React Is Taking Over Front-End Development
React is undoubtedly one of the most popular development frameworks out right now. In this article, we take a look at why that is.
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Why don’t we dig deeper into the vast world of React and find out all the possible reasons behind it?
An Introduction to the React Framework
Let’s start with the basic intro: what is React?
React is often coined as ‘the V in the MVC structure.’ In simple words, it rules the V(iew) section by augmenting your views and providing you with unlimited ways to enhance your UI components. This, in turn, helps develop interactive web apps for a seamless customer experience.
The data compiled by Builtwith clearly demonstrates our point. We can see the huge leap in the number of React users over time.
React’s creation is touted as one of the milestones in the front-end arena, especially on the CSR front. Sure, we had dynamic front-end flows and interactive user-interface components before React. But there was a distinctive complexity to it which kind of killed the main purpose of implementing such components. And, don't forget, we had to deal with loading screens and other performance lags even before entering the main work domain.
With React came the added advantage to SSR, the Virtual DOM - we will learn more about it in the next section. Anyway, React has helped developers skip the necessary (but lengthy) step of loading the entire web page every single time a user makes a small change to the User Interface/View. This way developers are able to extract the best out of the inherent performance advantages of SSR, without having to load the page time and again.
But there is a lot more to React than just the Virtual DOM.
Why React Is Favored by Front-End Specialists
In this section, we will discuss some of the features that make React a superior choice for front-end developers. Have a look:
- The Virtual DOM: As discussed above, React.js brought in the helpful Virtual DOM - a virtual browser infinite times friendlier than the real browser. You may take it as the middleman sitting between the developer and the real browser.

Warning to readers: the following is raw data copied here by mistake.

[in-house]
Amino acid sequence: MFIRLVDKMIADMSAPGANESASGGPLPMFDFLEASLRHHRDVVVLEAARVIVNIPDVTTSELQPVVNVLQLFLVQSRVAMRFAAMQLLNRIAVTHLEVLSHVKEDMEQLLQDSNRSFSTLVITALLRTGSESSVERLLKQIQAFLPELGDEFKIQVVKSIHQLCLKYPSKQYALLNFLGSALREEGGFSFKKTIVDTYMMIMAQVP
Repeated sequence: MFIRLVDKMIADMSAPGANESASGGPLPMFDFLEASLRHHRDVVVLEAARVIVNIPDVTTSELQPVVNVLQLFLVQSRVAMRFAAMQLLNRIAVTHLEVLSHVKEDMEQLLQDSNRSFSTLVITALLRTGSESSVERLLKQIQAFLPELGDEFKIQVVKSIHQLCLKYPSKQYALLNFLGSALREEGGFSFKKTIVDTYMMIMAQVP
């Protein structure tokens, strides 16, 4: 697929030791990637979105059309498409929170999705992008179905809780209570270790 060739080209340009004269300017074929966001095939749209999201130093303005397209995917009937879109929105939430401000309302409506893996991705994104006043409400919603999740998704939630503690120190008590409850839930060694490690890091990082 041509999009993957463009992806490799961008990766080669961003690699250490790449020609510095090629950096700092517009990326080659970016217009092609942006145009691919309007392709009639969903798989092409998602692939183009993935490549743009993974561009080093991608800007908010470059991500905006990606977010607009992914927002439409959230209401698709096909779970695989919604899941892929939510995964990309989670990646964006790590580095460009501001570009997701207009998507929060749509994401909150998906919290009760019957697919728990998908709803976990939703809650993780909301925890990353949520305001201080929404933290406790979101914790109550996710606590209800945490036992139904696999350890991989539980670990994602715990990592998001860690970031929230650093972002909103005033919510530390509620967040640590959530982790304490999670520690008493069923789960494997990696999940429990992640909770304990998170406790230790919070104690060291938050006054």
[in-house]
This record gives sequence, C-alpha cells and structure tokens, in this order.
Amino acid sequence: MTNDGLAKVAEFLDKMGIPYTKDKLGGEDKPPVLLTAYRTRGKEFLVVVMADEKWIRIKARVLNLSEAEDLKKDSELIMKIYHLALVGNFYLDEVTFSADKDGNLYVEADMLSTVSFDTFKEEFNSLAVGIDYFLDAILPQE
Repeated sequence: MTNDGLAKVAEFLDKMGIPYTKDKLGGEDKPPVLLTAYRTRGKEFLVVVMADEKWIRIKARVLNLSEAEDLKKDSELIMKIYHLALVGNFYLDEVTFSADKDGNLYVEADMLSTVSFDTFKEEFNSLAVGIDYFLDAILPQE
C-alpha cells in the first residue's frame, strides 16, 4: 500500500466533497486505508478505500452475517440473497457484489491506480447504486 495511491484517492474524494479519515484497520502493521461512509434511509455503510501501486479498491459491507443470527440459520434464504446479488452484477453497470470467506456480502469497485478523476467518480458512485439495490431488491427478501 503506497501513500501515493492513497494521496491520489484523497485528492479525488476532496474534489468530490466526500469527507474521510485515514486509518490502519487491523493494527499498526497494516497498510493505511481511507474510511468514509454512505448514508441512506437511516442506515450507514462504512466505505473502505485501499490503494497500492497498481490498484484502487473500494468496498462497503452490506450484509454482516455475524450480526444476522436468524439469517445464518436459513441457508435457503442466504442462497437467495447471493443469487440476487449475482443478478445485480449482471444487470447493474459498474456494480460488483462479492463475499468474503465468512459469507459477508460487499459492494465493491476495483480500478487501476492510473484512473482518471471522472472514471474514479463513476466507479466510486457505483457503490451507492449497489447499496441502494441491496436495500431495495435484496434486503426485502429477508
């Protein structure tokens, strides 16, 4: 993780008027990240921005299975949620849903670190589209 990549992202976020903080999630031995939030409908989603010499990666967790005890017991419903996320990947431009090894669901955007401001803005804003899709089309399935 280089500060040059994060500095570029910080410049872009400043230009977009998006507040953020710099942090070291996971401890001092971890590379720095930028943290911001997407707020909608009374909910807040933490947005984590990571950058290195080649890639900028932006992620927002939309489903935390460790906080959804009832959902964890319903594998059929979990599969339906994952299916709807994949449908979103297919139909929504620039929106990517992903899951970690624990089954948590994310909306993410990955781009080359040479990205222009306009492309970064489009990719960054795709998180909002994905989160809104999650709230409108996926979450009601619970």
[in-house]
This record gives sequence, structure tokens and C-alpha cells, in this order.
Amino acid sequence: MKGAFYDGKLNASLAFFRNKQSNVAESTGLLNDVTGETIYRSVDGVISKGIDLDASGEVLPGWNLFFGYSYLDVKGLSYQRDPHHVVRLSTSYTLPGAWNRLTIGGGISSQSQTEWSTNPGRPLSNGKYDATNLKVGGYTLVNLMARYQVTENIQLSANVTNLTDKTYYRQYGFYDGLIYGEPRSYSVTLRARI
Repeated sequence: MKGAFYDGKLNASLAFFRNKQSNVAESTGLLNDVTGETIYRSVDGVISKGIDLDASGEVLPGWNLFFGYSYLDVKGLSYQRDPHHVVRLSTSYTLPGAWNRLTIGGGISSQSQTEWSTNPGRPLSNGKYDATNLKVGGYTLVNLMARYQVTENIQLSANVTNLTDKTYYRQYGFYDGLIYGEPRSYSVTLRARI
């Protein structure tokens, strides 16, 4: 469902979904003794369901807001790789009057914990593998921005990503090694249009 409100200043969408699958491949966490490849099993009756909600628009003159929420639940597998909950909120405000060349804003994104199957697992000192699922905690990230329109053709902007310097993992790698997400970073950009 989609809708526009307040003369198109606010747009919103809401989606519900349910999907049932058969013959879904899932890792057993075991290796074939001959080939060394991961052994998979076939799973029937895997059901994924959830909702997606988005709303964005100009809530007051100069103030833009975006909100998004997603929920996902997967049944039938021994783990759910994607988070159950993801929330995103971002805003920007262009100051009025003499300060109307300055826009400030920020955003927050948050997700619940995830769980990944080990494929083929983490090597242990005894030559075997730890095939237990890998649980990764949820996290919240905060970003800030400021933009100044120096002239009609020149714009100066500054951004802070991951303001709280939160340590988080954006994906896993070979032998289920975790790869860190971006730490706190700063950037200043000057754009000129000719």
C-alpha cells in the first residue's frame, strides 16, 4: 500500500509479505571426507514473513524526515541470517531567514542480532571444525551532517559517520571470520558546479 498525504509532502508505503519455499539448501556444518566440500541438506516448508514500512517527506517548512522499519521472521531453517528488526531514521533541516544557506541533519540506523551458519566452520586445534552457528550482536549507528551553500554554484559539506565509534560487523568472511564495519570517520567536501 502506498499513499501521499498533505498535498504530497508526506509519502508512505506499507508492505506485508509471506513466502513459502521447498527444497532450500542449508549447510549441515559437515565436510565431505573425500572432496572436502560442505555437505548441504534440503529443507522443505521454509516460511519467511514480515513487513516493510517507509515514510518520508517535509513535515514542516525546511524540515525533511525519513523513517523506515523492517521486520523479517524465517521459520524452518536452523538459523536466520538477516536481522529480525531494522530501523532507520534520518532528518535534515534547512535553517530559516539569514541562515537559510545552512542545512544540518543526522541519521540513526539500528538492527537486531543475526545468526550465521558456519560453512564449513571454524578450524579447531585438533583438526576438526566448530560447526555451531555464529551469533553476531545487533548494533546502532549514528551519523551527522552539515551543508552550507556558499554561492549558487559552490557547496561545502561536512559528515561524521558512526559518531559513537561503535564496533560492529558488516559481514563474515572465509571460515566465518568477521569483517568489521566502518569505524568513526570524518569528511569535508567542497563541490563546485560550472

The Virtual DOM assists React by modeling two versions of the DOM: the original and the updated one which reflects the changes made on the view. The framework then notes the differences and updates only the parts of the UI that differ from the original. Hence, easing the previous SSR version where they had to recreate the entire updated view.
- Reusable Components: The world is slowly moving towards interactive components, and the React team seems to understand that. React encourages the use of components, which can be anything under the sun - from simple buttons to complex lists - as long as the application requires it. These components are specifically built to use over and over again, in singular form or as a mix of separate, smaller components coming together to serve a different purpose altogether.
- One-Way Data Flow: Last but not the least, React utilizes unidirectional data flow, ensuring a clean data flow architecture throughout your application. This focused flow allows developers to have a better control over the functions.
Of course, React has its own share of downsides. But if we go solely by the numbers, its many advantages most definitely outweigh its flaws. The Virtual DOM promotes ease of use, reusable components fast-track the development process, JSX makes coding workable, unidirectional flow helps provide optimal control, React Native makes react familiar in mobile apps.
It all goes to show only one thing: React is popular and for all the right reasons.
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